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November 26, 2003

Marital Status

A rather important form that I was working on issued me the following challenge:

Parent's [sic] current marital status

Uhhhhhh...the one I need is

Married, but not to each other

But why do they need to know, anyway? And really, aren't they overlooking some other important options? What about:

Never married
Can't marry in our state
Raised by cult/commune/wolves

November 25, 2003

On Mumbling And Money

My first cab driver this morning carefully checked three or four times to double-check my destination. He told me that he's had trouble distinguishing between "fif-ti-eth" street and "fif-ty-eighth" street. He blamed this on having learned British English. "Some passengers get mad," he said, "and don't pay." I told him I thought perhaps the passengers should be paying attention as well. "It's my fault," he said, "but ..."

My second cab driver told me that people would be having a hard time getting a cab today (I had). "Muslim-men don't work today."

"Oh," I said, "it's the end of the holidays today, isn't it?"

"I don't know. I'm from the Dominican Republic." But when he arrived late at the garage this morning it was full of yellow cabs.

"Well you'll be busy today," I told him. He thought about this for a moment and replied:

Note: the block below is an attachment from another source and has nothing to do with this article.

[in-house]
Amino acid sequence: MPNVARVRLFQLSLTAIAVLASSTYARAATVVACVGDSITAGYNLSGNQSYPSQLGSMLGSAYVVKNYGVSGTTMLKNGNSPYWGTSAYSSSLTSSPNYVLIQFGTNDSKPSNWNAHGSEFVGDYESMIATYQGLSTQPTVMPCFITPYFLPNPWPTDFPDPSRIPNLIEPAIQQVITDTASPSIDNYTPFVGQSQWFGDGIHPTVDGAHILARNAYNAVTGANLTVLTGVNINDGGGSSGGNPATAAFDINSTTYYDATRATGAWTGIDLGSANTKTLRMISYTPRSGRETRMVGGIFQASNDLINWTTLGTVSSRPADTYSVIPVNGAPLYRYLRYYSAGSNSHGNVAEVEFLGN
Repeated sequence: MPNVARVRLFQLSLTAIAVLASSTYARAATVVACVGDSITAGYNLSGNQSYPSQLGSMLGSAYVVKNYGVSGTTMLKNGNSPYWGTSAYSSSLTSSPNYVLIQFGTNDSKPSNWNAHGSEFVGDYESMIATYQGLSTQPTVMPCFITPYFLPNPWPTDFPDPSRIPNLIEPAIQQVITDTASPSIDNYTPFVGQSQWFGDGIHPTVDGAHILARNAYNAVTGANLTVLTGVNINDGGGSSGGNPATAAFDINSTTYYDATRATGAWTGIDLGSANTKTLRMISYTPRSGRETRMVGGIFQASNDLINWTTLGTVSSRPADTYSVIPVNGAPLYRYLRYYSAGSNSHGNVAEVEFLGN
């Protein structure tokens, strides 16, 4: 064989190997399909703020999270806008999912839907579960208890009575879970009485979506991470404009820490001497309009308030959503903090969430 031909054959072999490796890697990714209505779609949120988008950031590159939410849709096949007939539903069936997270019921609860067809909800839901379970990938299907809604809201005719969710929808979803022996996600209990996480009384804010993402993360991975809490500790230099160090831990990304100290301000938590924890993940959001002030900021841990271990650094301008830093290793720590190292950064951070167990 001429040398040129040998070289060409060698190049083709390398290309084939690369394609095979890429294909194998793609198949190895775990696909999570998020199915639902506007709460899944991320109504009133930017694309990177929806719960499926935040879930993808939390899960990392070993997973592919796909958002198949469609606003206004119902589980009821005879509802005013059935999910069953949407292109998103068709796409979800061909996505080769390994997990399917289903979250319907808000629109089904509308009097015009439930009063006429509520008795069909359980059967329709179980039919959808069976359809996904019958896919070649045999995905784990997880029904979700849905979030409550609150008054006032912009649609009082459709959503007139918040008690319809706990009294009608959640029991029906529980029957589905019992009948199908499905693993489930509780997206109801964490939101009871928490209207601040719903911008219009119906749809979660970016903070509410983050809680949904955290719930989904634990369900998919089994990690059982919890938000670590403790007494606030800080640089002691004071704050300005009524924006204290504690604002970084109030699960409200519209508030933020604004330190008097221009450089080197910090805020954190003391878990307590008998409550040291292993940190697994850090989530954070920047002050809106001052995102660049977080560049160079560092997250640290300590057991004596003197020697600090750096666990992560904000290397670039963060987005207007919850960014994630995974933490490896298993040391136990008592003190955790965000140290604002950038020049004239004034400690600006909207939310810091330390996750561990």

"I am a man who believes that there is enough in New York City. There is enough for everybody. If you work hard, there is enough. You don't have to be greedy."

"Mmmm," I said. Neither of us spoke for a minute.

"But if I knew, I'd have been early today. Oh, yes."

November 24, 2003


The PATH train has returned to lower Manhattan, two years after the station was buried under the devastation of the World Trade Center attack. The New York Times has a couple of nice stories on the return of trains and passengers to the site.

I used to take the PATH train into the World Trade Center every morning. When I first started to commute downtown I was a little jumpy remembering the bombing in the WTC garage, which predated my New York employment, but I soon got over this anxiety and came to enjoy my short walk to work, the local shops and restaurants, and even the little shopping mall in the concourse above the train station, always full of bustling commuters. Ascending the enormous escalators into that mall around this time of year I'd get my first reminder of the holiday season, as Christmas music began to play over the loudspeakers, and decorations went up in the shop windows.

In good weather I sometimes took the ferry, enjoying the breeze and the open air before I entered the forest of buildings where I worked. I would walk through or around the twin towers to find a farmers' market there several days a week. A Krispy Kreme doughnut store offered an opposing temptation from beneath the canopy of a Trade Center entrance.